The Bowler Hat….. Yep I Wear One


So every musician has a gimmick to one extent or another. Whether it's long hair, crazy hair or no hair, certain jewelry or clothing style they wear, specific stage props and/or light shows, EVERY artist has a "THING" that's theirs to call their own and it helps fans identify with them and their music or their look or whatever their statement is to be. So why a bowler hat for me? Well as a kid I grew up watching cartoons naturally and Elmer Fudd in some of the early appearances by him wore one and after cartoons were over there was often Laurel and Hardy on certain channels and it wasn’t any worse than cartoon violence so I was allowed to watch it. I was fascinated by this show and what they did and that it was in black and white because I never saw any of their episodes in colour due to the time period in which they were made obviously. I would immitate their antics and when I heard the “talkie” episodes I was again struck by the charm they had on television. It was different than other comedy troupes like The Three Stooges which i never got on with, wasn’t my bag for comedy. Also watching The Little Rascals/Our Gang shows some of their characters wore them as well like Stymie and one other kid I think too.

As I got older and was able to stay up later and watch the late night teley with my parents on Friday nights we would watch the British comedy shows like; Benny Hill, Dave Allen at Large and of course Monty Python all of which had skits that sported the bowler hat.












The Ministry of Silly Walks was a huge hit with me as a kid growing up before the age of 13 watching BBC Teley comedy programs with my parents who were both big Carry On fans so my sense of humour developed unlike the other kids at school but the teachers got my jokes so I was chuffed by that. After being heavily submersed in Monty Python(still am btw) and again imitating their jokes and routines I searched all over the city for a bowler hat to no avail and if I did find one it was really expensive for me at the time and well out of my reach. Ya see, we didn’t have a computer in the house until about 6 almost 7 years ago now, long past the time when pretty much everyone else had one or three in their house! So we’re a little behind the times but not complaining at all. The one I wear is now 70 years old and fits quite nicely on my rather large head lol. Thank the makers for places in Toronto like Goorin Bros. They’re a store that specializes in hats that are rather eloquent and fashionable hats like Sammies, Bowlers as well as Fedoras so they are well worth checking out and getting the best look from them. I know of no other store in Toronto that sells this type of product line.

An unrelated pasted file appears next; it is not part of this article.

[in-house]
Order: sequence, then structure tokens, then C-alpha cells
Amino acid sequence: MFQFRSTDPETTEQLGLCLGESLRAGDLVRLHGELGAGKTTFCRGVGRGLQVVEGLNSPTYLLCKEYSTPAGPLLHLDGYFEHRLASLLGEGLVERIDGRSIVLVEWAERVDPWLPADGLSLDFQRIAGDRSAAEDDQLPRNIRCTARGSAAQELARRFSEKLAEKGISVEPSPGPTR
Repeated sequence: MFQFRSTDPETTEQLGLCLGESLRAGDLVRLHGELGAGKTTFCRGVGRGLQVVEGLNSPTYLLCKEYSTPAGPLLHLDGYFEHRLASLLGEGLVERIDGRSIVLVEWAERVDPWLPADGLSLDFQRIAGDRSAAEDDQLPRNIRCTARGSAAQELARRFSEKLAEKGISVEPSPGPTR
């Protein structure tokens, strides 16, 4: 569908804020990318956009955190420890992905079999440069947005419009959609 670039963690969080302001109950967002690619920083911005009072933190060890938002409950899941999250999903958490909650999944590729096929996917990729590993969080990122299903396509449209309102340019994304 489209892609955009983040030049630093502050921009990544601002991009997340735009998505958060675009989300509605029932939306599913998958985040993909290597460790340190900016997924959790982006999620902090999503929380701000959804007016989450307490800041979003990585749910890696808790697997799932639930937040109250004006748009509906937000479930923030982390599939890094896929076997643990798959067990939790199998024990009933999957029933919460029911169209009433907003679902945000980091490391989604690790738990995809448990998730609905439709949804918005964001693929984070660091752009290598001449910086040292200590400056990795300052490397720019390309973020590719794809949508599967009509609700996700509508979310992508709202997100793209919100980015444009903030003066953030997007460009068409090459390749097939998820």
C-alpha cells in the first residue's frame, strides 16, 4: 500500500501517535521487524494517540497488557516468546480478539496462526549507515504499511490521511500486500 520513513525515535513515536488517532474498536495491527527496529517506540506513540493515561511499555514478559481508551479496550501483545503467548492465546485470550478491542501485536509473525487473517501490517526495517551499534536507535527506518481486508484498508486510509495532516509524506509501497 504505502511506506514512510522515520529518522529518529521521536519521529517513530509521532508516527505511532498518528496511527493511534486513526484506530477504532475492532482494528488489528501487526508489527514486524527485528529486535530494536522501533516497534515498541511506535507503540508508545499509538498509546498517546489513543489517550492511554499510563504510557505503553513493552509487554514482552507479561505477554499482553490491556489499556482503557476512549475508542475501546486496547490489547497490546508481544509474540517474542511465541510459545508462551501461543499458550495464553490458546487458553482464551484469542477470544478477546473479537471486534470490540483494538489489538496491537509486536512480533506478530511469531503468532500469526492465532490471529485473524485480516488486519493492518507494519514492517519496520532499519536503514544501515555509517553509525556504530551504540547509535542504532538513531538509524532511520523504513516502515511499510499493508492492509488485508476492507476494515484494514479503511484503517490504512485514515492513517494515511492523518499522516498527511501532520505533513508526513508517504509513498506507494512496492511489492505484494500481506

Upon my first trip to the AGO (Art Gallery of Ontario) I was eager to get to the surrealism section as I was a big Dali fan and upon getting there I was stopped in my tracks in awe by an unknown to me Belgian surrealist by the name of Rene Magritte. Most people will know his work once they’ve seen it. It’s usually the giant green apple in the room taking up pretty much the entire space and this one from 1964 called Son of Man and a self-portrait according to Magritte as well as one of my personal favourites. Notice that the left arm is reversed and the elbow faces outward!

About the painting, Magritte said:

At least it hides the face partly well, so you have the apparent face, the apple, hiding the visible but hidden, the face of the person. It’s something that happens constantly. Everything we see hides another thing, we always want to see what is hidden by what we see. There is an interest in that which is hidden and which the visible does not show us. This interest can take the form of a quite intense feeling, a sort of conflict, one might say, between the visible that is hidden and the visible that is present


The other artist that blew me away was in the hallway out of the surrealism section and lead to the next. At the end of the white wall hallway on the wall at the end staring me in the face was the impressions larger than your average human was that of Gerd Arntz. Isotype is the medium here. The simplicity of it just floored me and I soon discovered what would become my next four tattoos and what Isotype was all about. As mentioned in the previous blog it’s picture language where images replace the words used to describe it. We’ve all seen them everywhere in the city, the crosswalk sign people, radioactivity, train crossing, signs on the bathroom doors depicting who goes in what door. Started by Otto and Marie Neurath in Austria, Arntz was also doing these and did thousands of images to which there is a museum in the Hague, Netherlands dedicated to him which i will and MUST visit one day! But he too took to using the bowler hat in his images and I admired them all of which one of them graces the body of The Gurum!

The teal picture has the man with the cane and bowler hat, this is the picture on the body of Gurum just past the bridge. The top two depict the Bowler man in the top left leaning to the right with the attache case and top right on the top of the bus sitting and holding his factory in his lap. So it’s a very prominent piece of head wear and I love that I have chosen it to adorn the look for me as OddsFiche. Super heroes can have capes and flashy cars with all kinds of neat gadgets in them and villains can have all the weapons of mass destruction they want but in the end…. I have my weapon of choice, music and my special piece of identification…. The Bowler Hat!






Published by OddsFiche, A Canadian Perspective